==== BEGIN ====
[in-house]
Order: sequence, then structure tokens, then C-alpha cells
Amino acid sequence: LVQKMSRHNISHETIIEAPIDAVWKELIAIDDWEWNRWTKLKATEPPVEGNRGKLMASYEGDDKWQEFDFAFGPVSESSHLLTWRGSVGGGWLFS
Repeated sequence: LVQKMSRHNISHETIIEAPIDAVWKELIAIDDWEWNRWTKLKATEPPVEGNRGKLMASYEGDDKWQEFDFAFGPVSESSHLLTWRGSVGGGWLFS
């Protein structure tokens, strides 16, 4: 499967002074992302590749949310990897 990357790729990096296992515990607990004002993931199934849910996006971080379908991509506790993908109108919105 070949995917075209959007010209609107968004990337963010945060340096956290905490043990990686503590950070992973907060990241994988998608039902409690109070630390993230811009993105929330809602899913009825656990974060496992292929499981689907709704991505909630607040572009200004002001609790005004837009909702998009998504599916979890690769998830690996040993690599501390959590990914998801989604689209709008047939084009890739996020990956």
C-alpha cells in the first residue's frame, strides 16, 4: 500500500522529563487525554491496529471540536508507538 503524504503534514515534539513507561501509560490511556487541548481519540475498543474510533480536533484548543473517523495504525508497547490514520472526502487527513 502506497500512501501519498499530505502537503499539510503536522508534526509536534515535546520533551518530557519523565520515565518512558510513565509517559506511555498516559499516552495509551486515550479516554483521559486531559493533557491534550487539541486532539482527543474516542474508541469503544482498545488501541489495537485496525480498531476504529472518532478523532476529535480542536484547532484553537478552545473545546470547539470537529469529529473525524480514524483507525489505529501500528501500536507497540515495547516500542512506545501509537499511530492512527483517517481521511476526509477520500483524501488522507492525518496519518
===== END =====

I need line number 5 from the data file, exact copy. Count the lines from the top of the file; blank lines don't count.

């Protein structure tokens, strides 16, 4: 499967002074992302590749949310990897 990357790729990096296992515990607990004002993931199934849910996006971080379908991509506790993908109108919105 070949995917075209959007010209609107968004990337963010945060340096956290905490043990990686503590950070992973907060990241994988998608039902409690109070630390993230811009993105929330809602899913009825656990974060496992292929499981689907709704991505909630607040572009200004002001609790005004837009909702998009998504599916979890690769998830690996040993690599501390959590990914998801989604689209709008047939084009890739996020990956």